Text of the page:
IF US citizens ceased stuffing Colombian marching powder up their noses, drug dealing would become a boutique business at best.
The same goes for this country. We weren’t all born with a silver spoon up our noses.
If those sections of British society flush in funds enough to sniff up the cash equivalent of a weekly supermarket shop were instead to take a pint of stout, crime would go down and tax receipts up.
How, then, should we understand the latest claim by the Trump administration that Venezuelan President Nicolas Maduro, and his top state officials, are drug lords engaged in trafficking to the United States.
The allegation goes beyond bizarre to suggest that Maduro is complicit in a bid to “flood the US with cocaine.”
It is true that there is a seemingly inexhaustible demand for this stuff in Trump’s US and — according to strictly orthodox principles of the capitalist market, the “invisible hand” that supplies 90 per cent of the domestic US demand is the United States’s most loyal ally Colombia.
The Maduro allegation is merely Trump’s latest lie. The US President’s lying is so routine that it has even attracted the ire of influential figures on the Republican right of US politics who have enough purchase on the real world to understand the danger that his moronic mendacity poses to the stability of the system.
Perhaps Trump feels the need to divert attention from his astoundingly maladroit handling of the Covid-19 crisis.
With the US coronavirus casualty figure now surpassing Italy’s and outstripping China, Trump continues to lie.
He said the US state was on top of the outbreak when it was sleeping on the job. He claimed the virus was contained when, even on the fragmentary statistics available in the US’s fragmented system, it was spreading. He said mass testing was on tap when it wasn’t, isn’t and won’t be.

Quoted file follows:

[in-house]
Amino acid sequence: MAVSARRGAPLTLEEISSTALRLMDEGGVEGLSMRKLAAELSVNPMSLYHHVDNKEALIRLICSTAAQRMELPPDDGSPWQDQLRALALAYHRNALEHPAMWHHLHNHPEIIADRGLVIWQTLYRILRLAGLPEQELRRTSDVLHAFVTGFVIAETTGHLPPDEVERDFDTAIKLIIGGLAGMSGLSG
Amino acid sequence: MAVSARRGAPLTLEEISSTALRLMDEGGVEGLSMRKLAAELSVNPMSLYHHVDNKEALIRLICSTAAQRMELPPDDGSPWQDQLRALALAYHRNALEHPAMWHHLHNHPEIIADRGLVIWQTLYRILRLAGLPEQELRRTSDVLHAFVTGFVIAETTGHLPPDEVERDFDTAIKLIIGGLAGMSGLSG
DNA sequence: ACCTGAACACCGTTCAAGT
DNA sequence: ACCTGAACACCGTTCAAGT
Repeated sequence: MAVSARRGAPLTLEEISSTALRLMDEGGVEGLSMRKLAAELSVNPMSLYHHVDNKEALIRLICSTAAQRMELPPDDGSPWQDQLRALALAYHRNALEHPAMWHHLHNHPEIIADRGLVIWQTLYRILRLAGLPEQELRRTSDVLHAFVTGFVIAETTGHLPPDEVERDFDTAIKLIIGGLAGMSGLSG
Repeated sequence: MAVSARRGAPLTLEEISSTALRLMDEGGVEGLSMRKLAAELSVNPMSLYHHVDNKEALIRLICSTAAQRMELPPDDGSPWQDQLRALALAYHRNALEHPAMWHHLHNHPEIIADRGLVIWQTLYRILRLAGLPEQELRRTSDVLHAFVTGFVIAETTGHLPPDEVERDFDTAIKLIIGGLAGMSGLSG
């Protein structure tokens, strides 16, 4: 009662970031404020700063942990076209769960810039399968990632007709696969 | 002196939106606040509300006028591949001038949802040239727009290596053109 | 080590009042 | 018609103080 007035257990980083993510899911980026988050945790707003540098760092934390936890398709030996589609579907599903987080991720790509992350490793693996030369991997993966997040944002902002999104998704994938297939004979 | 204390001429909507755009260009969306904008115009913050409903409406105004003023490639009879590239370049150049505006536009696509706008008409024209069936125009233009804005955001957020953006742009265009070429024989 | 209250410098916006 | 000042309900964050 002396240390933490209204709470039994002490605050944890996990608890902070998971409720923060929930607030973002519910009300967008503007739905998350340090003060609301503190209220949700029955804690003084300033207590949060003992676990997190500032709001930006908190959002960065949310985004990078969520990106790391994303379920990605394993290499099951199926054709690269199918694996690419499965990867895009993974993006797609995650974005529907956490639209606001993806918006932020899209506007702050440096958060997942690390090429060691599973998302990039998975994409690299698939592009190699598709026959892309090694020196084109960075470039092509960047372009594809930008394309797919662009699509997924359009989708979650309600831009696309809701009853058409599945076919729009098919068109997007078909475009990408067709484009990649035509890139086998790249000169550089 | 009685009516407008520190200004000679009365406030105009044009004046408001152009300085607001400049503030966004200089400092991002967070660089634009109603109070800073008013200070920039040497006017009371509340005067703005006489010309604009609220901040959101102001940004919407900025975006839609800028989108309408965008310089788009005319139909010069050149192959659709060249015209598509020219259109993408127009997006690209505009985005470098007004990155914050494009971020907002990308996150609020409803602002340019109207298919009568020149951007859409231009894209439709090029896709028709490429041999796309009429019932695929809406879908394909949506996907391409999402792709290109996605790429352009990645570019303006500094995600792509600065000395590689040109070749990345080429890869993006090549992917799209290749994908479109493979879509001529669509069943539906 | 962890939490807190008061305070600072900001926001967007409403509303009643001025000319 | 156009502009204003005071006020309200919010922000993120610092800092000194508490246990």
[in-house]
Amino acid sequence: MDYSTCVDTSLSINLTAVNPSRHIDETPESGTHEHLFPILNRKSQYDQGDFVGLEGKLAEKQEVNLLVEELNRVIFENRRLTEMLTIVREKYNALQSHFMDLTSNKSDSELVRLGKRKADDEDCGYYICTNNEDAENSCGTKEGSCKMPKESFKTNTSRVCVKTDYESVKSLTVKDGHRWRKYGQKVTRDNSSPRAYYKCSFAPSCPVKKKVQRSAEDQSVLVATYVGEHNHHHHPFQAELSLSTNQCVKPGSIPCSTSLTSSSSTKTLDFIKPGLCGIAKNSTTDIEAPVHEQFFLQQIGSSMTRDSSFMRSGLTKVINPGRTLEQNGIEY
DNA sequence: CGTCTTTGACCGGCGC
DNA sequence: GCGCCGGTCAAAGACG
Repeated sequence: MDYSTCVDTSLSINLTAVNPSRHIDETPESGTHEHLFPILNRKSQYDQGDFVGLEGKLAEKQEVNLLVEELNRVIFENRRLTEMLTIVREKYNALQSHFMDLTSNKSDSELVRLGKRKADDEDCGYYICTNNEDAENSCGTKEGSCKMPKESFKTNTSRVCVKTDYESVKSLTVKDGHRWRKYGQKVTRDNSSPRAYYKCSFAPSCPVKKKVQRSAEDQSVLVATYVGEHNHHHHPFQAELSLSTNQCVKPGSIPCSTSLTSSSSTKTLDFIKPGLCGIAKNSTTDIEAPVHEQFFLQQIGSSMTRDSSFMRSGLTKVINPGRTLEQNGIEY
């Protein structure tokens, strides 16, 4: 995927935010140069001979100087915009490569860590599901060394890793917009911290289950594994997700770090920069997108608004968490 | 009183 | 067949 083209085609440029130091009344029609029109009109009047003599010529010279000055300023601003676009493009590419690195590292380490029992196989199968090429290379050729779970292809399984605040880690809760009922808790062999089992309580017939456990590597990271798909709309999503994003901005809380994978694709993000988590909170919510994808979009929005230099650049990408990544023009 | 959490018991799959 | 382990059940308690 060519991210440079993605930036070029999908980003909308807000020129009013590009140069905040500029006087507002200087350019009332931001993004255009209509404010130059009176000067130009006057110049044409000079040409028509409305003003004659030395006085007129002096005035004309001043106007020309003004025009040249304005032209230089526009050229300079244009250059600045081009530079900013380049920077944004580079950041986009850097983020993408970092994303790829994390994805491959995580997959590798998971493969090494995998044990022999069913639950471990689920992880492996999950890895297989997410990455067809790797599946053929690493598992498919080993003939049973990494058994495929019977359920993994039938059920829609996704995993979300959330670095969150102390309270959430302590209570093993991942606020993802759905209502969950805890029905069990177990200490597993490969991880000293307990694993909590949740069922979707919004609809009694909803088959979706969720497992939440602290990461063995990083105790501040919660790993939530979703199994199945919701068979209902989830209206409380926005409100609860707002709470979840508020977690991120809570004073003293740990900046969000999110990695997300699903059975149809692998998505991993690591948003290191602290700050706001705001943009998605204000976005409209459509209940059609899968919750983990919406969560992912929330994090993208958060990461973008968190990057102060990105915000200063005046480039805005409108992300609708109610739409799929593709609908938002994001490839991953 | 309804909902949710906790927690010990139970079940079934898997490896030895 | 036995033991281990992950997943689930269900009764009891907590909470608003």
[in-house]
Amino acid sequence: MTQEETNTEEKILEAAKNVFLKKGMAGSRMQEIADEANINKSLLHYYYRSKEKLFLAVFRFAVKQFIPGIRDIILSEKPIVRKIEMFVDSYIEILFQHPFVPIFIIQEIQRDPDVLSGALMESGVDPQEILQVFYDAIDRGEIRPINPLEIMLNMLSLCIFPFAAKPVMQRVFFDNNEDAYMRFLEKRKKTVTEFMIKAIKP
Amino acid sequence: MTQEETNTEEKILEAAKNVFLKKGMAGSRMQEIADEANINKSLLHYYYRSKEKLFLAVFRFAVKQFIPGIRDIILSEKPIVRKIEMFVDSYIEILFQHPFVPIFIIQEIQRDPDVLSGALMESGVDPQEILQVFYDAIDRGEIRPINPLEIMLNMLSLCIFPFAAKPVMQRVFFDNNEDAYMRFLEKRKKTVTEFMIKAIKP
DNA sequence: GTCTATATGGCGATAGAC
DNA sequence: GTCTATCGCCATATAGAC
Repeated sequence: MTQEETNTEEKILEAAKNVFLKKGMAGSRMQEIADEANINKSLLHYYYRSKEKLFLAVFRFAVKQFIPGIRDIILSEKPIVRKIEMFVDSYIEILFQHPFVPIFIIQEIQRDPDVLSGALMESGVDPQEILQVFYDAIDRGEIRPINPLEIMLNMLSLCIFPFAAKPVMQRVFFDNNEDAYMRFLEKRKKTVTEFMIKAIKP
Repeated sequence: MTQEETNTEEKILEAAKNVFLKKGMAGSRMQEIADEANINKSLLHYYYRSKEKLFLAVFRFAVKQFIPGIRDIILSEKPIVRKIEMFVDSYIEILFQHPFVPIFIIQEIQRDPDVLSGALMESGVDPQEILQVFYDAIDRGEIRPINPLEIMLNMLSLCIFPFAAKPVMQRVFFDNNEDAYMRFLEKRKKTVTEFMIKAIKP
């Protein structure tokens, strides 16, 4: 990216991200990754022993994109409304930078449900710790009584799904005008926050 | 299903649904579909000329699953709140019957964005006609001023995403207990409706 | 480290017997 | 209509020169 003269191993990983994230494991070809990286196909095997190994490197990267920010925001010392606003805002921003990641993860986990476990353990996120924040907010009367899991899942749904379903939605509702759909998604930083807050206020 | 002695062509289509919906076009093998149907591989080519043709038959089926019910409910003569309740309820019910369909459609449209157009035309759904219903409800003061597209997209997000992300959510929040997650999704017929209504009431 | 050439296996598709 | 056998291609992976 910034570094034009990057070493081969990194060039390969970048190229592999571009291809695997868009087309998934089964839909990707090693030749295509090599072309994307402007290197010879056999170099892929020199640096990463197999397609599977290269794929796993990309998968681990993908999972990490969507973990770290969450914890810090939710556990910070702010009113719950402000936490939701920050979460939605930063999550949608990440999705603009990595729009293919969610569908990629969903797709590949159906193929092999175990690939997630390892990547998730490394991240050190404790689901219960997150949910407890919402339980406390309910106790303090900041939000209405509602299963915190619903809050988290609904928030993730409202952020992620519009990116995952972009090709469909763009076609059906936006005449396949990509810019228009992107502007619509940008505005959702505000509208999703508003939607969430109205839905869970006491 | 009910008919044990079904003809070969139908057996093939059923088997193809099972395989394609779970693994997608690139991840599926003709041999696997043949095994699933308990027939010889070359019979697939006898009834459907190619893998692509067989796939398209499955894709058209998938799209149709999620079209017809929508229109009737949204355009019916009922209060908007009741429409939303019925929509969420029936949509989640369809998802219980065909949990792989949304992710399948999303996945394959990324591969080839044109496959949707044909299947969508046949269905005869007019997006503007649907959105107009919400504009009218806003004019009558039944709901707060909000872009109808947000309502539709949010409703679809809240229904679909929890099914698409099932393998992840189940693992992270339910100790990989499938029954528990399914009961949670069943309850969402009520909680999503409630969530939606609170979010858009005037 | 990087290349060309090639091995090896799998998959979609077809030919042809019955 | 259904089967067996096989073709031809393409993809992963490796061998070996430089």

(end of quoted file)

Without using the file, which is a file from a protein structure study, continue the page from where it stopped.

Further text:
He speculated with the air of a snake-oil salesman that coronavirus might vanish “like a miracle” as quickly as it came and he contradicted expert advice to hold out the hope of an early breakthrough in developing a vaccine.
The US President’s bombast exists in inverse proportion to his credibility on the world stage.
This is not simply an expression the wide disrespect which his person commands: it reflects a dramatic weakening of the ability of the US to project its power beyond its borders.
This is in part due to the unwillingness of ordinary people in the US to support foreign adventures if they entail body bags coming home.
Trump himself gives voice to this feeling, and this accounts for some of his domestic support.
The US still is able to impose misery and worse on those nations close to its borders.
When, a century ago, the Mexican leader Porfirio Diaz remarked: “Poor Mexico, so far from God, so close to the United States,” he might have been speaking for every Latin American leader.
But today, despite its massive machinery of military might, the US is much less likely to intervene directly than it was accustomed to in earlier times.
It is a remarkable fact but, while Trump is unable and unwilling to command an integrated and efficient federal response to the Covid-19 crisis within the borders of the US, three countries that are subject to US sanctions, China, Cuba and Russia, are active on the world stage bringing expertise and aid to countries that are struggling with the virus.
The global balance of power is changing, and the failure of the imperialist hegemon to confront the coronavirus crisis with competence is undermining the global credibility of the capitalist model.
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